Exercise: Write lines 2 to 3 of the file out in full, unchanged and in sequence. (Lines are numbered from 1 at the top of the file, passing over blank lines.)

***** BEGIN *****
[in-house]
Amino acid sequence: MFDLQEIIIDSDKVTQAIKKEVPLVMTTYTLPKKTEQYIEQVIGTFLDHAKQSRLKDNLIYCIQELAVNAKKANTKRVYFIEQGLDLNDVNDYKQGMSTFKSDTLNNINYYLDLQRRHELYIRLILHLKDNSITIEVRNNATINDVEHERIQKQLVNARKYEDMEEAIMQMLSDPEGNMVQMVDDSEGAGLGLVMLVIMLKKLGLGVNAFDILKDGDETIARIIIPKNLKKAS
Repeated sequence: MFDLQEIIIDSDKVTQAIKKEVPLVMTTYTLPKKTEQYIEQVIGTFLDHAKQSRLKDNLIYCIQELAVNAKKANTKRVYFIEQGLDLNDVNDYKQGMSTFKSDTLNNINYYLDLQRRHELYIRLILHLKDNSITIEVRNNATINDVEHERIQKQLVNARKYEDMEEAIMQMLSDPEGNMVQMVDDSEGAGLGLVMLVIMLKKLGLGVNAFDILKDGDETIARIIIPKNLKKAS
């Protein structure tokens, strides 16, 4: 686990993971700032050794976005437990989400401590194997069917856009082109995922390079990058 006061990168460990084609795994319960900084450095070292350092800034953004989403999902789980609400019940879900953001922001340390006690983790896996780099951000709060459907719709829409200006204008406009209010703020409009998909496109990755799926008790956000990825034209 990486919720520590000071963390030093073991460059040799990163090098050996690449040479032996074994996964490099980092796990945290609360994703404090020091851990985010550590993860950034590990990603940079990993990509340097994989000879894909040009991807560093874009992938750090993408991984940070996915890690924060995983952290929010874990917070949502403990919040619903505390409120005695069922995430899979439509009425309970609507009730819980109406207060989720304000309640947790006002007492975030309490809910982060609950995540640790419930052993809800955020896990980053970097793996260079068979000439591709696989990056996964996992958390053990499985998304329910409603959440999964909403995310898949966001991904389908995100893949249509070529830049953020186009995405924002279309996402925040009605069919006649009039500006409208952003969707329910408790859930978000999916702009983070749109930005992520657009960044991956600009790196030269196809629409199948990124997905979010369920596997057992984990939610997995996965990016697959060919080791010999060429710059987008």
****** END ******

Amino acid sequence: MFDLQEIIIDSDKVTQAIKKEVPLVMTTYTLPKKTEQYIEQVIGTFLDHAKQSRLKDNLIYCIQELAVNAKKANTKRVYFIEQGLDLNDVNDYKQGMSTFKSDTLNNINYYLDLQRRHELYIRLILHLKDNSITIEVRNNATINDVEHERIQKQLVNARKYEDMEEAIMQMLSDPEGNMVQMVDDSEGAGLGLVMLVIMLKKLGLGVNAFDILKDGDETIARIIIPKNLKKAS
Repeated sequence: MFDLQEIIIDSDKVTQAIKKEVPLVMTTYTLPKKTEQYIEQVIGTFLDHAKQSRLKDNLIYCIQELAVNAKKANTKRVYFIEQGLDLNDVNDYKQGMSTFKSDTLNNINYYLDLQRRHELYIRLILHLKDNSITIEVRNNATINDVEHERIQKQLVNARKYEDMEEAIMQMLSDPEGNMVQMVDDSEGAGLGLVMLVIMLKKLGLGVNAFDILKDGDETIARIIIPKNLKKAS